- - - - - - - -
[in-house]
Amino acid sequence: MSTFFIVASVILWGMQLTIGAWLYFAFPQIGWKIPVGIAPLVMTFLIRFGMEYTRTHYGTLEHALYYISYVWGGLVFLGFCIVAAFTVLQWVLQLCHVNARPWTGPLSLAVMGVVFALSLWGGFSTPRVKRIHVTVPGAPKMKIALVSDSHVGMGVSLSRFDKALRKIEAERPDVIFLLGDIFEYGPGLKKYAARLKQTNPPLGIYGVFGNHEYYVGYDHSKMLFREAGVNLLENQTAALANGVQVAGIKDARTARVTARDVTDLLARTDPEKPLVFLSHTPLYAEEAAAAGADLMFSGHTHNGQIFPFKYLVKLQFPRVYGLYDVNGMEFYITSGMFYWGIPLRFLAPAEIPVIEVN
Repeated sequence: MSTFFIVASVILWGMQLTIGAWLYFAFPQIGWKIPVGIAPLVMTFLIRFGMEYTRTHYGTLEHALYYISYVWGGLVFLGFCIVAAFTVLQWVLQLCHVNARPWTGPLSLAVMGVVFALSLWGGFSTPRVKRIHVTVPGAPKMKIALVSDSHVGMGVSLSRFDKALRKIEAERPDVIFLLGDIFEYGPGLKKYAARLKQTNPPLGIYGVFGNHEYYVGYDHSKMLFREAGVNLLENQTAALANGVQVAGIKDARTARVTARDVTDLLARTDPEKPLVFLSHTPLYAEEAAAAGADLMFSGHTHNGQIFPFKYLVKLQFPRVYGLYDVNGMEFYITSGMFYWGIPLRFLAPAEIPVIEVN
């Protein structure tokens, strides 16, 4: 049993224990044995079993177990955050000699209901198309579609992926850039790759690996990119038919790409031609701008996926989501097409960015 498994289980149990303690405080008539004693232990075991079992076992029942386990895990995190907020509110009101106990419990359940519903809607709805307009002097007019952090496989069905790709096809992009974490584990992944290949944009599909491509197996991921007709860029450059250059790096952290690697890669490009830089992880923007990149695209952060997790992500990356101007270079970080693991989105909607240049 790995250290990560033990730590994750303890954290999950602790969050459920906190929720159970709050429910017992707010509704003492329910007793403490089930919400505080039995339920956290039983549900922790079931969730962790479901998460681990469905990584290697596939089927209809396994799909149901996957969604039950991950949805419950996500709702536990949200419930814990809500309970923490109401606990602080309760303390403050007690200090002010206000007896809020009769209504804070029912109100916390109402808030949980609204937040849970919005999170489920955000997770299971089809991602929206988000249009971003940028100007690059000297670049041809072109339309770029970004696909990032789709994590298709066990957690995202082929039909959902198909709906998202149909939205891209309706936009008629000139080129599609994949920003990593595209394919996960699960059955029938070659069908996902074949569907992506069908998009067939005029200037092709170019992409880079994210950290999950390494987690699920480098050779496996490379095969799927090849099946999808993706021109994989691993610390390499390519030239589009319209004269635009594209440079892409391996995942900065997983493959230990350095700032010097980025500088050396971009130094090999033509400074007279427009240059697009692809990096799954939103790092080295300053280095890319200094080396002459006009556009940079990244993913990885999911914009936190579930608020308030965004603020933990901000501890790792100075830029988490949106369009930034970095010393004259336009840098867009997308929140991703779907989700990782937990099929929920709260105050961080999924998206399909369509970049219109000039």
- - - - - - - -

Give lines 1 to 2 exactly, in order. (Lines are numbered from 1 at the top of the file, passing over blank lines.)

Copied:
[in-house]
Amino acid sequence: MSTFFIVASVILWGMQLTIGAWLYFAFPQIGWKIPVGIAPLVMTFLIRFGMEYTRTHYGTLEHALYYISYVWGGLVFLGFCIVAAFTVLQWVLQLCHVNARPWTGPLSLAVMGVVFALSLWGGFSTPRVKRIHVTVPGAPKMKIALVSDSHVGMGVSLSRFDKALRKIEAERPDVIFLLGDIFEYGPGLKKYAARLKQTNPPLGIYGVFGNHEYYVGYDHSKMLFREAGVNLLENQTAALANGVQVAGIKDARTARVTARDVTDLLARTDPEKPLVFLSHTPLYAEEAAAAGADLMFSGHTHNGQIFPFKYLVKLQFPRVYGLYDVNGMEFYITSGMFYWGIPLRFLAPAEIPVIEVN